Long-term structural and functional changes in Acacia mangium plantations in subtropical China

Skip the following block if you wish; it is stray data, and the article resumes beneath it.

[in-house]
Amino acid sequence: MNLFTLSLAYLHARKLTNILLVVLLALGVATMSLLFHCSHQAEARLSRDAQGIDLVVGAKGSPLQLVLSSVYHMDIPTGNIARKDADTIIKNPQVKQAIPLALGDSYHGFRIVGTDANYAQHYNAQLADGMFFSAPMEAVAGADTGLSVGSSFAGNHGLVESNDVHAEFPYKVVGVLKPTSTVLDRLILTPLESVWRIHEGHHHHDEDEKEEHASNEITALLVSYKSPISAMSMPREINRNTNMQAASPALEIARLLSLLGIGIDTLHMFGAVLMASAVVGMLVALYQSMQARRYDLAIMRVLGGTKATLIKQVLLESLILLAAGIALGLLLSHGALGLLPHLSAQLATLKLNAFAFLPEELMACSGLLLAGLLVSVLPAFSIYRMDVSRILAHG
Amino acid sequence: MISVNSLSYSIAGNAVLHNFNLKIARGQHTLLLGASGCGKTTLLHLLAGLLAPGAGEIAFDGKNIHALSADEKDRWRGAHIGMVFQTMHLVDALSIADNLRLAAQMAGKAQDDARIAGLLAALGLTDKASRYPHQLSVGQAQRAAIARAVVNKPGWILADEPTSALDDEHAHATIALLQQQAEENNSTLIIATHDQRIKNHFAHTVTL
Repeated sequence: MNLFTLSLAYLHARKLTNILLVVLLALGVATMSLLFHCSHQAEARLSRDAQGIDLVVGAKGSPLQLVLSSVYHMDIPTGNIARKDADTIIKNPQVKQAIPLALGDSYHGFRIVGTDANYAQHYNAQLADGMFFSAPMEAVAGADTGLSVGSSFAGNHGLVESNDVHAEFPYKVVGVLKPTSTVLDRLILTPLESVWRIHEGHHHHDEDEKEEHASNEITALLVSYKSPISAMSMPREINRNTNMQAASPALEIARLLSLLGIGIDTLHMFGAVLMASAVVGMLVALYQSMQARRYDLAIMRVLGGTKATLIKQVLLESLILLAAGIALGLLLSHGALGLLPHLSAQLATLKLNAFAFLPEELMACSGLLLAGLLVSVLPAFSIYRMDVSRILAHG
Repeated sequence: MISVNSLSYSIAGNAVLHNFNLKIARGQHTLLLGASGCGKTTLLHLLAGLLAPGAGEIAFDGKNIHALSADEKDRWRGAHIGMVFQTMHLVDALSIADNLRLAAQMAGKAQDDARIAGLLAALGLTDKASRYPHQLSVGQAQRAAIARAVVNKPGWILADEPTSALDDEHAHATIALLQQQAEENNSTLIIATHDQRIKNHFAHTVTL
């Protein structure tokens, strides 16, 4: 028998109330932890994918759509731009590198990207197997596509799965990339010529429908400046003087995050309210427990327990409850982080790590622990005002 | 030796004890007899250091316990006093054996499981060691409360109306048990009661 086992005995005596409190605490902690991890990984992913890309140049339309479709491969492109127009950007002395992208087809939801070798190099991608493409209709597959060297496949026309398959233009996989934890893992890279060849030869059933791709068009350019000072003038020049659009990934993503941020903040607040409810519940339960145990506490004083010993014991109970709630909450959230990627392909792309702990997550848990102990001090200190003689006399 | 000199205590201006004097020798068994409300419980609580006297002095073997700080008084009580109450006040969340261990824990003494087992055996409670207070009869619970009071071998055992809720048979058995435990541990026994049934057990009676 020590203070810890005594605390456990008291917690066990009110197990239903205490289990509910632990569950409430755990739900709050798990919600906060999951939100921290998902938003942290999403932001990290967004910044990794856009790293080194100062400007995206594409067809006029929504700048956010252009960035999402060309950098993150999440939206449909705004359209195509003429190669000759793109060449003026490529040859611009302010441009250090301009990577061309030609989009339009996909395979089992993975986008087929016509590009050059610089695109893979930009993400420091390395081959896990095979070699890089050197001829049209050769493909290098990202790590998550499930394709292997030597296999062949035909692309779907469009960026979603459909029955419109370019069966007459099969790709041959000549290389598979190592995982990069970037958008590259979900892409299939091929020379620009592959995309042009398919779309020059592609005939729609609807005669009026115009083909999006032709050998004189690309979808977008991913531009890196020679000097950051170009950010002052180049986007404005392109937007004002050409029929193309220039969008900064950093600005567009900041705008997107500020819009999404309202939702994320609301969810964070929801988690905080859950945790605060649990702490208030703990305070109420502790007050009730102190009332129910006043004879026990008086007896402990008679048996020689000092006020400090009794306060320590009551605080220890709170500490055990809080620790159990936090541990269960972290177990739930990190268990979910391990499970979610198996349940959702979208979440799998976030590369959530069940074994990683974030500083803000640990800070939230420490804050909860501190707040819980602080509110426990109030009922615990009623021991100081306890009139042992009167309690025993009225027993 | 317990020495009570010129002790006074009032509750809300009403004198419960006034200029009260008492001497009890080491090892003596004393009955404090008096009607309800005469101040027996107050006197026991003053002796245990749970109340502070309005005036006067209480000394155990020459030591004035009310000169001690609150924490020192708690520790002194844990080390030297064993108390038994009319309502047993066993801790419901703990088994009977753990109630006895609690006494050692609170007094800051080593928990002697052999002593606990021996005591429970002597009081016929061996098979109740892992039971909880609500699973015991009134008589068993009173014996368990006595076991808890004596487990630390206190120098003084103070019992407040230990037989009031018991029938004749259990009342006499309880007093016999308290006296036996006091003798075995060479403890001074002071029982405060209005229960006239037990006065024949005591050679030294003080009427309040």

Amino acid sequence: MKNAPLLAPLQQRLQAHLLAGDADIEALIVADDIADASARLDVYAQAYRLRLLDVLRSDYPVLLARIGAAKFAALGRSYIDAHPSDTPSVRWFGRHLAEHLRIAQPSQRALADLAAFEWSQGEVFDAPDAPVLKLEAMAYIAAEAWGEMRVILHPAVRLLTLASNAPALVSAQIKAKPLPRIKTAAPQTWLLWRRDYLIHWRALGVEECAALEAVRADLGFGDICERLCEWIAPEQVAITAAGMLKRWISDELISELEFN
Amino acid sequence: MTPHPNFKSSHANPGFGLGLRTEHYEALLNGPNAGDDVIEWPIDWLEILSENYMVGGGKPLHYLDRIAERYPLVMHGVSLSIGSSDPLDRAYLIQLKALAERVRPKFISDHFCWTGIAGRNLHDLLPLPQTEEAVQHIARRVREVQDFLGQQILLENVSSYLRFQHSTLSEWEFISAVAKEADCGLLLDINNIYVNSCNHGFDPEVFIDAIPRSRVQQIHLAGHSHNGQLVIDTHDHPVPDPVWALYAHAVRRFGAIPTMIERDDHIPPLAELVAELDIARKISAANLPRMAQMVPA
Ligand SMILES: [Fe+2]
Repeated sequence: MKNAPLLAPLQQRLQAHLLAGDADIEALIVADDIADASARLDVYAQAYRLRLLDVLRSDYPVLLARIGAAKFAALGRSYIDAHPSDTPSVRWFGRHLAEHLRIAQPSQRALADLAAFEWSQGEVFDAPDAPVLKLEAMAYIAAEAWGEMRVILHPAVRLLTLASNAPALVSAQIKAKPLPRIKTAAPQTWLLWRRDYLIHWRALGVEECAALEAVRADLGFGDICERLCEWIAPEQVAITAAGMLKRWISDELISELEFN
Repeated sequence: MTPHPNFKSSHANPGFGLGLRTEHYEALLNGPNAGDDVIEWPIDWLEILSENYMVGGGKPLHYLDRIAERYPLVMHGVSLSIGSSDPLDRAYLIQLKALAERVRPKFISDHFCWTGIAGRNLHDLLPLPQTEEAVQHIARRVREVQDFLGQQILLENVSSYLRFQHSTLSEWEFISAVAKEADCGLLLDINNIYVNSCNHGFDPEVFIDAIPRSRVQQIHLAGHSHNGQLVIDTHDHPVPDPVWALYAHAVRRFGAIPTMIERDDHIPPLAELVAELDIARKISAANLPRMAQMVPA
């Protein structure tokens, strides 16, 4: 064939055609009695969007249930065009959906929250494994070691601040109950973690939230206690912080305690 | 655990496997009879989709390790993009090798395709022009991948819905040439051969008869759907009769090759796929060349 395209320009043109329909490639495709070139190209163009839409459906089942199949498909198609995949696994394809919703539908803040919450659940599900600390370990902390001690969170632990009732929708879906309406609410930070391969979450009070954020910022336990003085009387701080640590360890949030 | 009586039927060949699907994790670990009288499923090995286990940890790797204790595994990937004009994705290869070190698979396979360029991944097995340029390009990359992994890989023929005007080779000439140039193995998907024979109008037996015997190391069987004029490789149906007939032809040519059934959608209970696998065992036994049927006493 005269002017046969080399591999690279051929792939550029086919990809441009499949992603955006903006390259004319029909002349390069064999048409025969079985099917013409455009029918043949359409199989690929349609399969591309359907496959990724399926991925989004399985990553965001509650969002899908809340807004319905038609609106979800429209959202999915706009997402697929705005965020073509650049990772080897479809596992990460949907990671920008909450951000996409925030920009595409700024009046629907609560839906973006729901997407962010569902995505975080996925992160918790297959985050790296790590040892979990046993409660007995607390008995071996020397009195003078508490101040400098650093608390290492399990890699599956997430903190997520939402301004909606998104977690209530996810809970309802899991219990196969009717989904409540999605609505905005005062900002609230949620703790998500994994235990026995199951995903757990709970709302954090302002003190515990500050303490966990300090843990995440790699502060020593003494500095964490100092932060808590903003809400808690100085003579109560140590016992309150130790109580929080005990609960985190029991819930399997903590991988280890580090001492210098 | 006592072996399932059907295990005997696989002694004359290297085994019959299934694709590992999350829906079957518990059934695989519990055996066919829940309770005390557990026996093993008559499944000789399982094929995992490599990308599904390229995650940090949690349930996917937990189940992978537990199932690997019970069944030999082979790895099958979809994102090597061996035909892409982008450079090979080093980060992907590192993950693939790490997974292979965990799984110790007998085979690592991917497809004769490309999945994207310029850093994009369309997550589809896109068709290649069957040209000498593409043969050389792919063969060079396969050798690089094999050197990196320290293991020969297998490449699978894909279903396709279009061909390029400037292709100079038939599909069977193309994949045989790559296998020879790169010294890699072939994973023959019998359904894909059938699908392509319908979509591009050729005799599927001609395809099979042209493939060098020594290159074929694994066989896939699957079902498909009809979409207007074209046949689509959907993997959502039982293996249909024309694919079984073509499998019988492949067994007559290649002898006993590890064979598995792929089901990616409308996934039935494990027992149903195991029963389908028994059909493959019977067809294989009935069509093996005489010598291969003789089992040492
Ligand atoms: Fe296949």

Subtropical China has a large area of Acacia mangium plantations; however, some key aspects of the structural and functional changes and the associated mechanisms after planting are still not well understood. We established a permanent plot in an A. mangium plantation and monitored the plant diversity (i.e., the number of species), biomass, soil physical and chemical properties and light transmittance from 1984 to 2018. Protocols for standard observation and measurement of Chinese Ecological Research Network were adopted. The total number of species in the plantation increased gradually from 3 to 38 during the 34-year period. The biomass in the tree layer initially increased rapidly from 1.60 to 185.01 t/ha within 7 years and then slowly increased to 188.69 t/ha during the following 27 years. The soil fertility of the A. mangium plantation improved continuously over the 34-year period. Vegetation restoration had positive effects on soil properties, such as soil moisture, soil bulk density, soil organic matter and soil total nitrogen and available phosphorus contents. The structure (i.e., plant diversity and light transmittance) and function (i.e., biomass and soil fertility) of the A. mangium plantation were not restored synchronously after 34 years of development. However, considering that the tree species richness in the natural forests in this region was 134, this plantation has slowly transformed from plantation to a natural forest. Artificial intercropping with native tree species can facilitate succession to a natural forest.